WATSONVILLE -- Robbie Carroll, 14, and sister Jazzy, 10, took their cue from the Facebook trend of acquiring 1 million "likes" to earn a puppy or a new car.
But the Carrolls' inspiration for their posting aimed at raising awareness about organ donation and congenital heart disease was their father, Patrick, who died in April of complications after a heart transplant.
They posted their request at 3:33 p.m. Monday at http://www.facebook.com/pages/Patricks-Long-Road-Ahead/148194351889449, and by Friday, nearly three-quarters of a million people had hit the like button. More than 3,500 had posted comments.
"We're OK with what we have," said Robbie, a Watsonville High School freshman. "We have a puppy, and we're not old enough to drive so we thought why not raise awareness for donation."
Since their father died, the siblings have been on a mission to call attention to the plight of people waiting for transplants. They've done school reports on organ donation, and for his 14th birthday in November, Robbie turned a collection of still photographs of himself holding signs telling his father's story and urging people to sign up for donation into a video and posted it on YouTube.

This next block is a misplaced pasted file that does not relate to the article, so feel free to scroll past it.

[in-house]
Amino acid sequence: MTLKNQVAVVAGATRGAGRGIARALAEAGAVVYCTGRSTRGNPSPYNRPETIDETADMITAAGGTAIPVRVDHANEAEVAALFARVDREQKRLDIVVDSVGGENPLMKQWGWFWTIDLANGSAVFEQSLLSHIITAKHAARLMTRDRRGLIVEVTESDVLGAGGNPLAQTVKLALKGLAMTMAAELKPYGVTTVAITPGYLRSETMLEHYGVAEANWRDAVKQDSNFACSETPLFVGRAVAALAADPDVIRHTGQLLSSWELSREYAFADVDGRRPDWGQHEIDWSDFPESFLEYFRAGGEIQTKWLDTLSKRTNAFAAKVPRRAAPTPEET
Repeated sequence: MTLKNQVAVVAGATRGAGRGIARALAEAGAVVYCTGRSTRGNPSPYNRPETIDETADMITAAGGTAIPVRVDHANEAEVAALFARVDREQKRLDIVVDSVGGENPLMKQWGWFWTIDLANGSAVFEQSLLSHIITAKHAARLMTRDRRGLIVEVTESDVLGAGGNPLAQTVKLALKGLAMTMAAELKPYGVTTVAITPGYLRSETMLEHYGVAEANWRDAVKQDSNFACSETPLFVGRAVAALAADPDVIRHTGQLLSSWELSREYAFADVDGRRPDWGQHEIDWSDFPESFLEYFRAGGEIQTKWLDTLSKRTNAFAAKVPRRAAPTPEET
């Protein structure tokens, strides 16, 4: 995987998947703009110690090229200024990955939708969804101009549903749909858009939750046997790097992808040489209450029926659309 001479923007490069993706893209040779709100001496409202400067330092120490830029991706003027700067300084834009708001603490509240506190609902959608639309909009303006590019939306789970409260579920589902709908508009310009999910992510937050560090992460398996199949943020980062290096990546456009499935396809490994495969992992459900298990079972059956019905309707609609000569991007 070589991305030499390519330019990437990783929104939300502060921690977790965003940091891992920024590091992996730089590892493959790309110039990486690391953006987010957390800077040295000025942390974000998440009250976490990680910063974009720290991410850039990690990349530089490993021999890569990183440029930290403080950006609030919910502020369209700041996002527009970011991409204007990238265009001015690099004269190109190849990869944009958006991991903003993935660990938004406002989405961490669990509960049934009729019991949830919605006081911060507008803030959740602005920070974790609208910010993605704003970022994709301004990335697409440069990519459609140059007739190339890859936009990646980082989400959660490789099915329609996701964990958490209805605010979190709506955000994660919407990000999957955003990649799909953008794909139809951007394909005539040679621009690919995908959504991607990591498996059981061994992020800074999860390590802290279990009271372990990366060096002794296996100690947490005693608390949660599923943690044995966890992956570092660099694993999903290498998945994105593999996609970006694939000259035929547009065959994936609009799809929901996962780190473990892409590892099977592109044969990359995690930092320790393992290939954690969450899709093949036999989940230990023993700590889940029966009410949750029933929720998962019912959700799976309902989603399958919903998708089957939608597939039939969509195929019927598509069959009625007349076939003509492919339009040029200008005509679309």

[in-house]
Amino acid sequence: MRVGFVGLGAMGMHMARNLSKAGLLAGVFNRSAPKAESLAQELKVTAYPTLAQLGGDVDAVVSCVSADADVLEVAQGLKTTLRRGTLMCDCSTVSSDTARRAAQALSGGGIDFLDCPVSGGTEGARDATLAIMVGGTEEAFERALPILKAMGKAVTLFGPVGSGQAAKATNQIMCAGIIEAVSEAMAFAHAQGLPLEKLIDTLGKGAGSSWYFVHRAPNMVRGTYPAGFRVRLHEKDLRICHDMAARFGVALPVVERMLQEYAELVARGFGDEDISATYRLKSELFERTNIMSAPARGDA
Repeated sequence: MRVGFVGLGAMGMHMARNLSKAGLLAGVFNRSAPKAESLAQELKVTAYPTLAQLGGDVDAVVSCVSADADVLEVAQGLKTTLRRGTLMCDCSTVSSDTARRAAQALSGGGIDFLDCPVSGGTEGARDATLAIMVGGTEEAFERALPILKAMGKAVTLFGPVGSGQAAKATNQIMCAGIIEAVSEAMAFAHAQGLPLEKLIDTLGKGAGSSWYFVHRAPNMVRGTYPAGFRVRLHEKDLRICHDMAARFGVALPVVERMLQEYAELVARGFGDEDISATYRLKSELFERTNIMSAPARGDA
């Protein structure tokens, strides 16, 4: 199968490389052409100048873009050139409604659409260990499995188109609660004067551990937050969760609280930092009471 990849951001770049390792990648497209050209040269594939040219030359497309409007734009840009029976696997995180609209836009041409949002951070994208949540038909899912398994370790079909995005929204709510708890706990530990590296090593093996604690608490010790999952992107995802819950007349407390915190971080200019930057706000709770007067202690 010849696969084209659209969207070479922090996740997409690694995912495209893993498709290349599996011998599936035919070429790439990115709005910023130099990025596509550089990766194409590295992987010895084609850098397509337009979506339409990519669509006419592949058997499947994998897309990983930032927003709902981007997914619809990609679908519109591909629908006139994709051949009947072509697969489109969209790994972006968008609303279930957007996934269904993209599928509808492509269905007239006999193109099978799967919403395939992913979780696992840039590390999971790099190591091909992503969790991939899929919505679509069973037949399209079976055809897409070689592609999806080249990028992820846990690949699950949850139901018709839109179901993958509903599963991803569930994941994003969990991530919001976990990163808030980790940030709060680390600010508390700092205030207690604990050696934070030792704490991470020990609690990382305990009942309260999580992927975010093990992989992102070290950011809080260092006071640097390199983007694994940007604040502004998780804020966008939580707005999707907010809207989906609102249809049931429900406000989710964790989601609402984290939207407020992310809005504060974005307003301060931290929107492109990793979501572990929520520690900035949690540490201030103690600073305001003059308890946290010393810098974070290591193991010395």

This week, they also established a Facebook page, 2 Kids for Organ Donation, http://www.facebook.com/2KidsForOrganDonation?ref=ts&fref=ts.
"It feels like we're doing something right and it's helping people," said Jazzy, a fifth-grader at Linscott Charter School.
Their efforts took on new urgency last week, when in training for lacrosse, Robbie experienced chest pain. He's since seen a doctor and been referred to a cardiologist. He has an appointment next month.
Samantha Carroll, Robbie and Jazzy's mother, said her children's outreach effort is helping heal their grief.
Patrick Carroll was born with a heart defect that transposed his aorta and pulmonary artery. Though he had surgery as an infant to fix the problem, and several more over the years, his heart weakened. In 2010, he was put on a transplant list, and had the surgery in March 2012.
The heart transplant, Carroll told the Sentinel in 2010, would give him a "whole new life." He lived 35 days after the surgery.
In his video, Robbie says he will be forever grateful to the donor and the grieving family for giving his father "a fighting chance."
Inspired by his father, his father's doctors and other transplant recipients, Robbie plans to become a cardiothoracic surgeon one day. He's confident he can make that plan a reality. In the meantime, he's doing what he can, and grabs every chance to get out the message.
"Go to donatelifecalifornia.org to sign up to be donor," he urged. "All you have to do is be 13 with your parent's consent. The morning I turned 13, I did."
Follow Sentinel reporter Donna Jones on Twitter at Twitter.com/DonnaJonesSCS